By this, I don't mean the quantitative science that I've never been much good at by default of struggling with algebra. I'm referring to the elusive quality of two individual's interactions. It is not something that can be predetermined. Reference requests or reviews can present a rough sketch of how an anticipated interaction may unfold but the sketch remains to be fixed when the interaction actually takes place. In some duos, there are giggles. In other duos, there is a mutual exchange of smiles. In yet other duos, there are many moments of comfortable silence. The chemistry is difficult to foretell.
I tend to go in without expectations. Most interactions turn out well as I hope with the utmost sincerity but there are still surprises to be had. How the interaction unfolds, the degree of greatness of the metaphorical fireworks that ensue are all a surprise. When I was younger, I would be disappointed frequently because what I envisioned in my mind of a forthcoming experience was so different than what it turned out to be when the fantasy and anticipation materialized into reality. That's why I've since stopped over-fantasizing and having high expectations for things to come. Or at the very least, I try to tame what I dream while I am awake.
Still, I experience a similar disorient with photos. How I expect something is always the way it presents itself to me. Some people look drastically different in person than they do in a photograph. I've encountered several disorienting instances like this, where the person in the photo is clearly the person before me yet the look between the photo and what is before me is so different. Maybe it's because a photo captures a snapshot of a person's essence but only a meeting can capture a person's essence more wholesomely.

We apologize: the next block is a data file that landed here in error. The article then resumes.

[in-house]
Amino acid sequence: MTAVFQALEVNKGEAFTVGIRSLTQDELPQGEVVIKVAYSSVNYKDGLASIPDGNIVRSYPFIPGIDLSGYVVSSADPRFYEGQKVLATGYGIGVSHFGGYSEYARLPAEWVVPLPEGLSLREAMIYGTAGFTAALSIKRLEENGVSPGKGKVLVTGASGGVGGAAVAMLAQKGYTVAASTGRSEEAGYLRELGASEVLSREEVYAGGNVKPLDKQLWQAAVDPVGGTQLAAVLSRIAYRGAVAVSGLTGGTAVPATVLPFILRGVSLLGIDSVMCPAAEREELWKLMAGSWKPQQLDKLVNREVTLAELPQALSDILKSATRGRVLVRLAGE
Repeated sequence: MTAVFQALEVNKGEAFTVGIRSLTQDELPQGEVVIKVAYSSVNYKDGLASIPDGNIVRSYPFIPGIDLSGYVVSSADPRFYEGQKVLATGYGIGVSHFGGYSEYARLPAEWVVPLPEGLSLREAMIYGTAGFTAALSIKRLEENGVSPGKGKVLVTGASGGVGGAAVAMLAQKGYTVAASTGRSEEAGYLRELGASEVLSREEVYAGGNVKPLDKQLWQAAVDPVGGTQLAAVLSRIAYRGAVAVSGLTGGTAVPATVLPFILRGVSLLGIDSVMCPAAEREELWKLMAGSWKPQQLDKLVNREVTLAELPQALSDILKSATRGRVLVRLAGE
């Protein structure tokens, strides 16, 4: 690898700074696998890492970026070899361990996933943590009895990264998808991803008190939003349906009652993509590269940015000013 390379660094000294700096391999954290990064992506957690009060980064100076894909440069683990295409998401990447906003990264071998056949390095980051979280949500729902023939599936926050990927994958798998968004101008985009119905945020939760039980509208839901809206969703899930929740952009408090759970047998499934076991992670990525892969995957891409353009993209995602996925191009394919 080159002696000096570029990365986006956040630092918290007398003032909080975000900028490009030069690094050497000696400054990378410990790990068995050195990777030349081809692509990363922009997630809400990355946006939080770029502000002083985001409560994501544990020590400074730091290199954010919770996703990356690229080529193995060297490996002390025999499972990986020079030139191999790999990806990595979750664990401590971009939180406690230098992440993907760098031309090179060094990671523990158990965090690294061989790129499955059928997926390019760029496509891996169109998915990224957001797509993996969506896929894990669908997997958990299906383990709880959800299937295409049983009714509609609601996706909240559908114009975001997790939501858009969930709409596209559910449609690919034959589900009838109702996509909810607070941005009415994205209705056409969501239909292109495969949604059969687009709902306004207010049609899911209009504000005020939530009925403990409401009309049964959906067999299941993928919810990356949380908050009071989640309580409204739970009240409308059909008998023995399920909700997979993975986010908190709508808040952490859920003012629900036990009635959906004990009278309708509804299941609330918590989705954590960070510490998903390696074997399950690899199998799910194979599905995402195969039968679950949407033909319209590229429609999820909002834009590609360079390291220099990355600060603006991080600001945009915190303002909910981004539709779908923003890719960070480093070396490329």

I imagine that many people experience this sort of difference between the imagined and the non-imagined and the disorient it produces. How you imagine a experience may be different from how it unfolds. How you imagine a person to look right before you is different from how they look in their photos. The experience is objectively the same, in your mind and outside of it. The object before you is objectively the same, in the photos and before you. Yet, your orientation is different. So your processing of it is different.
To avoid the disorientation or the disappointment, I go in without expectations, almost on a whim. It's worked thus far for me. I hope that it's also worked for those who have beckoned me. Let the chemistry unfold as it will. Even without the algebra, it's a tricky thing. I'm nearly tempted to compare it to baking but even that comparison would be closer to algebra than it would to the indefinite science of human interaction.